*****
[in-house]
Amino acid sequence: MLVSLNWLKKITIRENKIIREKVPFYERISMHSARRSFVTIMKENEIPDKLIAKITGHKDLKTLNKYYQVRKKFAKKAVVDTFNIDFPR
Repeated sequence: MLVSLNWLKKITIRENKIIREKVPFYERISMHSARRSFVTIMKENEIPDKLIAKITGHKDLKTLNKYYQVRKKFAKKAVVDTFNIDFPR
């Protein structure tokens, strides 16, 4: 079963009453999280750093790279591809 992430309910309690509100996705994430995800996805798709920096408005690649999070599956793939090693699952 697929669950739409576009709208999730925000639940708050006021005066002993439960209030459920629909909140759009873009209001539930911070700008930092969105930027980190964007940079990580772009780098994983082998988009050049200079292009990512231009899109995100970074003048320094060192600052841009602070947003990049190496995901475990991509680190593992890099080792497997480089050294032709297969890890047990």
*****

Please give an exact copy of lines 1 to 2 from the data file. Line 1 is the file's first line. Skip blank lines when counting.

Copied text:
[in-house]
Amino acid sequence: MLVSLNWLKKITIRENKIIREKVPFYERISMHSARRSFVTIMKENEIPDKLIAKITGHKDLKTLNKYYQVRKKFAKKAVVDTFNIDFPR